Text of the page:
Simon said she hopes the results of the testing event will help MDH figure out how to better respond to the crisis.

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Each individual who completes serology testing during the two-day event will receive a $10 gift card (maximum of $50 per household), with enough gift cards to distribute to 2,000 individuals. Ekadu said testing will continue beyond the 2,000 individuals if there are more requests to be tested, though those individuals will not be able to receive a gift card.

“This is a research project,” Voices for Racial Justice Community Health Organizer Monica Hurtado explained. While people are welcome to participate anonymously, they have the option to share their contact information with MDH if they wish to be notified of their results. Primary Bio, contracted by MDH, is coordinating pre-registration.

“MDH can identify and report back on the number of people who were tested, how many positive and negative, and some demographics,” Hurtado shared. “They will not keep the names of the people and anything that can make them identifiable.”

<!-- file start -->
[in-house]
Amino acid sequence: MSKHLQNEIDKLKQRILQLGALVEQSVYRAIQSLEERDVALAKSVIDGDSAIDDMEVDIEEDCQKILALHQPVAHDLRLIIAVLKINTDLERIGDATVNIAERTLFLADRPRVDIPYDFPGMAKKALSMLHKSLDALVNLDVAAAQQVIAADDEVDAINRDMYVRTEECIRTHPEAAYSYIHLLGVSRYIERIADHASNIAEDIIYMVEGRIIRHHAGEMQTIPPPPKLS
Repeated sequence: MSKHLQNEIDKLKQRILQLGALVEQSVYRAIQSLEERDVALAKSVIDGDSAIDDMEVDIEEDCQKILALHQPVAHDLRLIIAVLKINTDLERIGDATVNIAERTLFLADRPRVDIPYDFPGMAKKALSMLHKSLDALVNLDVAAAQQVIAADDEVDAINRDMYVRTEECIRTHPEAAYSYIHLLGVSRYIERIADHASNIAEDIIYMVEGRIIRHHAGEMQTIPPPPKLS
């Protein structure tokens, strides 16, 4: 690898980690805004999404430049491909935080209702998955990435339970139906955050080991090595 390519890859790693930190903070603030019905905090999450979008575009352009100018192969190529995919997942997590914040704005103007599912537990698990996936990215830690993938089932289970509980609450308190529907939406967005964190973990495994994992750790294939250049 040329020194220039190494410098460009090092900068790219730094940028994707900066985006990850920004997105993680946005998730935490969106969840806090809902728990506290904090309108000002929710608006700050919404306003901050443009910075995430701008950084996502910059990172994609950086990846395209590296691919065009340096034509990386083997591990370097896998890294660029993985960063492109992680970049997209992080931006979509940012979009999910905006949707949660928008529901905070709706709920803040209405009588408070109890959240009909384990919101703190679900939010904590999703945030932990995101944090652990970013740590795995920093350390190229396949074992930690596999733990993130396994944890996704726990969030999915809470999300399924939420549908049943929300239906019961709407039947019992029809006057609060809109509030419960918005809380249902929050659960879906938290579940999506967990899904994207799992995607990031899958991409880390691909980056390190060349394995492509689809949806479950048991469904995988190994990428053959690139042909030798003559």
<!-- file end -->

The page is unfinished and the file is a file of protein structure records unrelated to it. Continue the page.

“The testing will not be screening anything but COVID antibodies,” added Ekadu. “After the COVID testing, the samples will be destroyed.”

It takes anywhere from 48 to 72 hours to determine results of each test.

Ekadu said when MDH reached out to Voices for Racial Justice for help in coordinating a local serology testing event, the state agency had three goals in mind:

  • To measure the spread of COVID-19 and how it spread in the community.

  • To study demographics and risk hazards in hopes of learning what demographics are most impacted by the virus. This information may lead to more preventive efforts for risk groups, and could potentially be used for future target testing in the event of another COVID outbreak.

  • To learn the perceptions, concerns and attitudes among people regarding COVID-19.

“MDH reached out to Voices because, across the country, we’re seeing data that people of color are seeing the highest number of cases,” Ekadu said.
It is hoped that a cross-section of people participate in the serology testing — from people who have not had COVID-19 symptoms, to those who believe they had the virus but were never tested, and those who were previously tested for the novel coronavirus.

“If someone got the virus, we don’t know how long the antibodies will stay in the body,” Hurtado said. “That’s why this is open to anybody.”

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Interpreters will be on site during the testing for those individuals who may need a translator.

For more information, visit seedsofjustice.org.

Julie Buntjer became editor of The Globe in July 2021, after working as a beat reporter at the Worthington newspaper since December 2003. She has a bachelor's degree in agriculture journalism from South Dakota State University.